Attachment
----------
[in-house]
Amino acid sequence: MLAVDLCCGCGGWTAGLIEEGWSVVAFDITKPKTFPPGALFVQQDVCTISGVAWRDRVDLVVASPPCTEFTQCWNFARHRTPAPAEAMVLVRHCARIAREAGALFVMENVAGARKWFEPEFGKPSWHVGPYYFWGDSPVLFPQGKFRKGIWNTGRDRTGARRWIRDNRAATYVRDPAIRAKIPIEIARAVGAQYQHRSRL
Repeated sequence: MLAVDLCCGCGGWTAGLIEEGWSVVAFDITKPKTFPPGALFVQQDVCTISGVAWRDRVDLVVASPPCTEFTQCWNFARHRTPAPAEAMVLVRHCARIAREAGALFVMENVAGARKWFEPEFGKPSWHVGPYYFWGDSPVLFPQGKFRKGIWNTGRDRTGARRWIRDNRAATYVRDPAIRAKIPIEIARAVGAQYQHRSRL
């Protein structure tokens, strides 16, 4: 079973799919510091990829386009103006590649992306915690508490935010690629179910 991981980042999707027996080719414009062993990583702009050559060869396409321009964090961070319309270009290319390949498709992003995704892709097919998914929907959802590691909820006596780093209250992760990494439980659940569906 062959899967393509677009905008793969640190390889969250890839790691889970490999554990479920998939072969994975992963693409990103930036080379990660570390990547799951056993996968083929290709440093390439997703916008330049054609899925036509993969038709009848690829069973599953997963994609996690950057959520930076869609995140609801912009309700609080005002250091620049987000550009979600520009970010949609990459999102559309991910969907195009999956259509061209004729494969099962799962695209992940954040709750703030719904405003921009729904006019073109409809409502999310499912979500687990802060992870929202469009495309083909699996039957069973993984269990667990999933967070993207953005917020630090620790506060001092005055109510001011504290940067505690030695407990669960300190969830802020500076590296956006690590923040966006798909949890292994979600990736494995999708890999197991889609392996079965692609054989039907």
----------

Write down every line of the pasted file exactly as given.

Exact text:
[in-house]
Amino acid sequence: MLAVDLCCGCGGWTAGLIEEGWSVVAFDITKPKTFPPGALFVQQDVCTISGVAWRDRVDLVVASPPCTEFTQCWNFARHRTPAPAEAMVLVRHCARIAREAGALFVMENVAGARKWFEPEFGKPSWHVGPYYFWGDSPVLFPQGKFRKGIWNTGRDRTGARRWIRDNRAATYVRDPAIRAKIPIEIARAVGAQYQHRSRL
Repeated sequence: MLAVDLCCGCGGWTAGLIEEGWSVVAFDITKPKTFPPGALFVQQDVCTISGVAWRDRVDLVVASPPCTEFTQCWNFARHRTPAPAEAMVLVRHCARIAREAGALFVMENVAGARKWFEPEFGKPSWHVGPYYFWGDSPVLFPQGKFRKGIWNTGRDRTGARRWIRDNRAATYVRDPAIRAKIPIEIARAVGAQYQHRSRL
């Protein structure tokens, strides 16, 4: 079973799919510091990829386009103006590649992306915690508490935010690629179910 991981980042999707027996080719414009062993990583702009050559060869396409321009964090961070319309270009290319390949498709992003995704892709097919998914929907959802590691909820006596780093209250992760990494439980659940569906 062959899967393509677009905008793969640190390889969250890839790691889970490999554990479920998939072969994975992963693409990103930036080379990660570390990547799951056993996968083929290709440093390439997703916008330049054609899925036509993969038709009848690829069973599953997963994609996690950057959520930076869609995140609801912009309700609080005002250091620049987000550009979600520009970010949609990459999102559309991910969907195009999956259509061209004729494969099962799962695209992940954040709750703030719904405003921009729904006019073109409809409502999310499912979500687990802060992870929202469009495309083909699996039957069973993984269990667990999933967070993207953005917020630090620790506060001092005055109510001011504290940067505690030695407990669960300190969830802020500076590296956006690590923040966006798909949890292994979600990736494995999708890999197991889609392996079965692609054989039907």